Lenin wrote, “No amount of political freedom will satisfy the hungry masses.” This statement was addressed by Professor Kevin O’Rourke (All Souls College) at PEFM’s penultimate Michelmas seminar on November 25, 2013. In a lively session chaired by Professor Paul Betts (St. Antony’s College), Professor O’Rourke presented empirical analysis on interwar voting patterns using economic and non-economic variables based his recent joint article in the Journal of Economic History. Dr. Othon Anastasakis (St. Antony’s College), as the discussant, asked probing questions and drew modern parallels.
Professor O’Rourke began his presentation showing the parallel sharp declines in global industrial production at the start of the Great Contraction (2008) and at start of the Great Depression (1929). While the decline in global production for the Great Contraction never reach the depths experienced in the Great Depression and revived sooner and faster, the same cannot be said of the downturn felt by the euro-area periphery countries. These countries have also witnessed a rise in extremism, which was eerily reminiscent of the rise of Fascism and Nazism. Was history about to repeat itself? Or did we not understand history properly?
The central issue examined was role played by the Great Depression in the rise of extremism and what were the other dominant forces. This study covered 171 elections in 28—mainly European—countries examining anti-system parties on the left or right that sought to change the system of government and not merely the government itself. The authors attempted to explain these parties’ change in voting shares from 1919 to 1939, employing a range of variables proposed previously by various historians.
Their empirical analysis suggested that voting share were influenced by lower real growth over a prolonged period (three years or more), rather than lower real growth over the preceding one-or two-year period; the Depression benefited extreme right-wing parties, more than it favored Communist parties. This result was somewhat surprising because the Depression is traditionally viewed as a crisis of capitalism, which should have favored the communist. The authors speculate that because communist parties were typically waiting for the collapse of capitalism, they offered no programs to deal with the crisis, while in contrast the national socialists’ and fascists’ parties emphasized their active interventionist policies.
Non-economic factors were also important. For example, fascists received higher vote shares in countries without a prewar democratic tradition, especially after 1929, while countries on the losing side of the WWI had higher Communist votes throughout and saw a higher increase in the fascist vote after 1929. Higher electoral thresholds lowered the seat shares of extremist parties, both on the right and the left, with the effect being particularly pronounced for Communist parties. Apparently, voters were unwilling to “waste” their ballots by voting for candidates who were unlikely to gain seats in parliament. However, not all non-economic factors were empirically significant. Religious and ethno-linguistic divisions did not have statistically significant effects. There also was no support for the thesis that modernity, as measured by urbanization, or the absence of a pre-1914 agricultural elite, would lower support for the right wing.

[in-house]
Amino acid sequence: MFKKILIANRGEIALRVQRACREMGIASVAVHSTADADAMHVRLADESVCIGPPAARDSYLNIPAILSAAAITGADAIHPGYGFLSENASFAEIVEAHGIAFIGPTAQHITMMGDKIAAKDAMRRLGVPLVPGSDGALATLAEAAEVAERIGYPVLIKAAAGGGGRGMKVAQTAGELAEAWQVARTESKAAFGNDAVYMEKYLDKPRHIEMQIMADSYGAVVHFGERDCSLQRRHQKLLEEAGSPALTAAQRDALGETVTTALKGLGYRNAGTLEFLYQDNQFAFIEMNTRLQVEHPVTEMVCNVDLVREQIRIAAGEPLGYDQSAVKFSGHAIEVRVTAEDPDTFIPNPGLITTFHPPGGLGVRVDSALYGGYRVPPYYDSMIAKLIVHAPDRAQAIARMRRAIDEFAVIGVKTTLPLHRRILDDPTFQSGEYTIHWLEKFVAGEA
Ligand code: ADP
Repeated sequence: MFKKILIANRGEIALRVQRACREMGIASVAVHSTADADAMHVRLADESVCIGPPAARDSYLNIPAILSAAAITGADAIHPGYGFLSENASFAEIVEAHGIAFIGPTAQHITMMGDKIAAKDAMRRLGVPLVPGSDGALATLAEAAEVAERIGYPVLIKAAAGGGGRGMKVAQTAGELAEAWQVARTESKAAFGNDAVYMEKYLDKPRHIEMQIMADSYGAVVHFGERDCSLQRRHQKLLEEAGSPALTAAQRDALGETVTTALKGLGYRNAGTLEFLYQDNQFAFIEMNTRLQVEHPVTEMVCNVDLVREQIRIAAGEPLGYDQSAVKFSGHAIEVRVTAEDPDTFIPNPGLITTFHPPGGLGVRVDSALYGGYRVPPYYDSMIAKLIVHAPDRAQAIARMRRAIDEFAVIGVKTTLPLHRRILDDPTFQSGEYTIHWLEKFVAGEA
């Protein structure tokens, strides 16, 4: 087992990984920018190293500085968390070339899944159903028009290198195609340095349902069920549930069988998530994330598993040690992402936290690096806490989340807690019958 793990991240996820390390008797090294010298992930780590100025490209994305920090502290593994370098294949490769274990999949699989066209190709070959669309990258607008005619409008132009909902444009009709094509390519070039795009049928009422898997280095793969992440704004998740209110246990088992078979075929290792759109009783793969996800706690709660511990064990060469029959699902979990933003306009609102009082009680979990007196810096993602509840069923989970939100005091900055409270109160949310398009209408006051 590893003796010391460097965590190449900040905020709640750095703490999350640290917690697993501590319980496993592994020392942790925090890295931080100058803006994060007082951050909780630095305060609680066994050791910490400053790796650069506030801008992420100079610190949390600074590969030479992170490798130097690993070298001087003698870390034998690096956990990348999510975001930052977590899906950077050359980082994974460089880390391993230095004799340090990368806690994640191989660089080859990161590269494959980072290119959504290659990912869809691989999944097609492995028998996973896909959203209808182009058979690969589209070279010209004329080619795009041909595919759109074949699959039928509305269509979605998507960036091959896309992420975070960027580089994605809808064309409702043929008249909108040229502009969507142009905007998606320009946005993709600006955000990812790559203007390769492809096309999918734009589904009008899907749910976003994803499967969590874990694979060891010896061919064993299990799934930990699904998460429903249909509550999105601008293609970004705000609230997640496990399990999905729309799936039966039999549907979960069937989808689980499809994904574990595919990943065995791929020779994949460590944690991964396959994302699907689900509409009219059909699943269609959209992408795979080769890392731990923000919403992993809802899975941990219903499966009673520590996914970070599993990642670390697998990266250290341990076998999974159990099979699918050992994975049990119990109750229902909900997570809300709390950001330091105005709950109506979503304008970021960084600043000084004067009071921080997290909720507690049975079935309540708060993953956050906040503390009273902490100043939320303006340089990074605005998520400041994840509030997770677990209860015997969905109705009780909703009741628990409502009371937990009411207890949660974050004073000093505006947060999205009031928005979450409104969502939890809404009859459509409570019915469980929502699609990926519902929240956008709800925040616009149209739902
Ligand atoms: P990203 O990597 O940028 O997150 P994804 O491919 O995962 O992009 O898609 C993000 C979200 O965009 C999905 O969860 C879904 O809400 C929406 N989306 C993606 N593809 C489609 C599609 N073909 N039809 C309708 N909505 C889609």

Professor O’Rourke detailed the various alternative specifications employed to show that these empirical results were robust. However, data limitations would not allow answers to many questions posed by participants at the seminar such as: What was the impact of unemployment? Of hyperinflation? And of greater income inequality within a country? Was Turkey subject to the same forces? Would the results hold if one examined other measures of discontent such as protests, civil unrest, or opinion polls? What if the party classification was modified to differentiate those seeking to change the economic system from those pressing to change the system of government?
Finally, the question that seemed to be on everyone’s mind, what do these results mean for the current European situation, especially for periphery countries? First, a prolonged economic downturn is likely to foment discontent and votes for extremism parties as has been witnessed most notably in Greece. Second, lower election thresholds favor the gains by extremism parties. But Professor O’Rourke also pointed out how 2010s were not like the interwar period. In particular, the social protection schemes are now more extensive and effective in cushioning the impact of unemployment and democratic processes are now more securely rooted. However, this did not mean that policymakers can be complacent about developments in periphery countries.